What Is A Psychotherapist?

Reviewed on 3/25/2021

A psychotherapist is a mental health professional, who helps people learn to manage their illness and emotional problems in their daily life. A psychotherapist can also be a psychiatrist, psychologist, clinical social worker, therapist, or counselor.
A psychotherapist is a mental health professional, who helps people learn to manage their illness and emotional problems in their daily life. A psychotherapist can also be a psychiatrist, psychologist, clinical social worker, therapist, or counselor.

A psychotherapist is a type of mental health professional. They can be a psychiatrist, psychologist, clinical social worker, therapist, or counselor. Psychotherapists use talk therapy to help people deal with mental illness and emotional problems. 

What Is Psychotherapy Used For?

Psychotherapy Is used to help people cope with a number of difficulties they encounter in everyday life, such as:

  • Trauma
  • Medical illness
  • Loss, such as the death of a loved one
  • Specific mental health conditions, such as depression or anxiety

Talking with a psychotherapist can help people deal with the symptoms associated with these situations and conditions.

Signs a person may want to consider psychotherapy include: 

  • Feeling overwhelming 
  • Persistent helplessness and sadness
  • Problems don’t go away or get better even though you’ve tried on your own and/or received help from family and friends
  • It feels difficult to concentrate on work or to perform everyday tasks
  • Worrying excessively or expecting the worst
  • Always feeling on edge  
  • Harming yourself or others by drinking too much alcohol, using drugs, or being aggressive

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How Does Psychotherapy Work?

Psychotherapy uses scientifically validated procedures to help people work through their problems. It is a collaborative approach that involves a patient talking with a psychotherapist who is objective, neutral, and nonjudgmental. Patients work with a psychotherapist to help identify and change thoughts and behaviors that inhibit a person from moving forward and growing. Therapy is confidential.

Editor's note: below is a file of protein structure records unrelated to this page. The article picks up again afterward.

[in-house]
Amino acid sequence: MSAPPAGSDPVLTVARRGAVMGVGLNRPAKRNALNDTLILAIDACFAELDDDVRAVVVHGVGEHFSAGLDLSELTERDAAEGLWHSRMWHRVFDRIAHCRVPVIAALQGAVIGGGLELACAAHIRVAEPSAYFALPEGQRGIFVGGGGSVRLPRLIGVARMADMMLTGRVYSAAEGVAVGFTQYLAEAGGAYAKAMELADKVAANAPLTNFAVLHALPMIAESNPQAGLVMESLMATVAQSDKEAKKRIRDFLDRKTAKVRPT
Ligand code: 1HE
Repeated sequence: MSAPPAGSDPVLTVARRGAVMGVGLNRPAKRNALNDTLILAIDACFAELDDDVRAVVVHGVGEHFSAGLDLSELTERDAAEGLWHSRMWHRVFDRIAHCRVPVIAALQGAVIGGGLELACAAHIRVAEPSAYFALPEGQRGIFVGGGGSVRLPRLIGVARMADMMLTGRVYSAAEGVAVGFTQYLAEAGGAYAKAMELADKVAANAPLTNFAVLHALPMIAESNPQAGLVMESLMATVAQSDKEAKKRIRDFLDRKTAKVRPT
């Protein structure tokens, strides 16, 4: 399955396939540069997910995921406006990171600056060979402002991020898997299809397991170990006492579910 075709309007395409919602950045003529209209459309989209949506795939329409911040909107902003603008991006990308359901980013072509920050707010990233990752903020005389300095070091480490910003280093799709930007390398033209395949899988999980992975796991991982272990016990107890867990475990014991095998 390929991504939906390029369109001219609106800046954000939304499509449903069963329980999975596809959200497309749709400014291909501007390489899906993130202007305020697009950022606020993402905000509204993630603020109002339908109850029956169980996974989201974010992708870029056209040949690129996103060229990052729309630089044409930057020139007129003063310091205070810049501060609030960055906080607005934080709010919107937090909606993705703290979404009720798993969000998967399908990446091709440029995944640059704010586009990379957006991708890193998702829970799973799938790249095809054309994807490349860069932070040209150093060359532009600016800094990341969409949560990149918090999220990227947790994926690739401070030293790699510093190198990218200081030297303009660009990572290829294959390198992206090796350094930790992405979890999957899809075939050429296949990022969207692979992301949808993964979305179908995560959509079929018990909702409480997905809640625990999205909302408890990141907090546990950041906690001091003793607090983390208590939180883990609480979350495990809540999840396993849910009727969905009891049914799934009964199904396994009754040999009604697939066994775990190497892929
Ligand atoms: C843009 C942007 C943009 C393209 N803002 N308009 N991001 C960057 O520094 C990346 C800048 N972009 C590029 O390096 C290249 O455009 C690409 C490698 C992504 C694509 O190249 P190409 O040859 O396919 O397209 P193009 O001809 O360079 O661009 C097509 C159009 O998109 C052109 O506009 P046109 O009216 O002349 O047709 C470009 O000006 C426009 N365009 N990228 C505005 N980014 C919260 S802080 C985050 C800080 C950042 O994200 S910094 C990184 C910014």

Research has shown that about 75% of people who undergo psychotherapy show some benefit from it. Some studies have shown that brain changes resulting from psychotherapy are similar to those that result from medication.

Psychotherapy may be done on an individual, family, couple, or group basis. Children, adolescents, and adults can attend sessions, which are usually once a week for about 30 to 60 minutes. Patients may attend sessions short-term for immediate issues, or long-term for complicated and enduring issues. 

In some cases, psychotherapy is used in combination with medication to treat certain mental health issues. Lifestyle changes such as healthy diet, regular exercise, and adequate sleep may also be recommended. 

What Are Types of Psychotherapy?

There are several types of psychotherapy. The choice of which method to use depends on the patient’s specific problems and/or mental illness, as well as their personal preference. Therapy may combine aspects of different approaches. 

Types of psychotherapy include the following, as detailed in the table below.

Types of Psychotherapy Chart
Therapy Type Approach
Cognitive Behavioral Therapy (CBT)
  • Helps people recognize and change damaging or ineffective thought and behavior patterns, and replace them with more realistic thoughts and functional behaviors
  • Can be helpful in treating depression, anxiety, trauma related disorders, eating disorders, and other conditions
Interpersonal Therapy (IPT)
  • Used short-term 
  • Helps patients understand underlying interpersonal issues that are troublesome, such as grief and conflicts and problems in relating to others
  • Helps people learn healthy ways to express emotions and improve communication 
  • Often used to treat depression
Dialectical Behavior Therapy
  • A specific type of CBT that helps people to control emotions by teaching skills so people learn to take responsibility and change unhealthy or disruptive behavior
  • Often used to treat people with chronic suicidal thoughts and people with borderline personality disorder, eating disorders, and post-traumatic stress disorder (PTSD)
Psychodynamic Therapy
  • Based on the idea that behavior and mental health are influenced by childhood experiences and unconscious thoughts or feelings
  • Therapy is aimed at improving self-awareness and changing patterns
  • Psychoanalysis is an intensive form of psychodynamic therapy
Supportive therapy
  • Uses guidance and encouragement so patients can acquire their own resources
  • Works to build self-esteem, reduce anxiety, strengthen coping mechanisms, and improve social and community functioning

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Reviewed on 3/25/2021
References
https://www.psychiatry.org/patients-families/psychotherapy

https://www.apa.org/topics/psychotherapy/understanding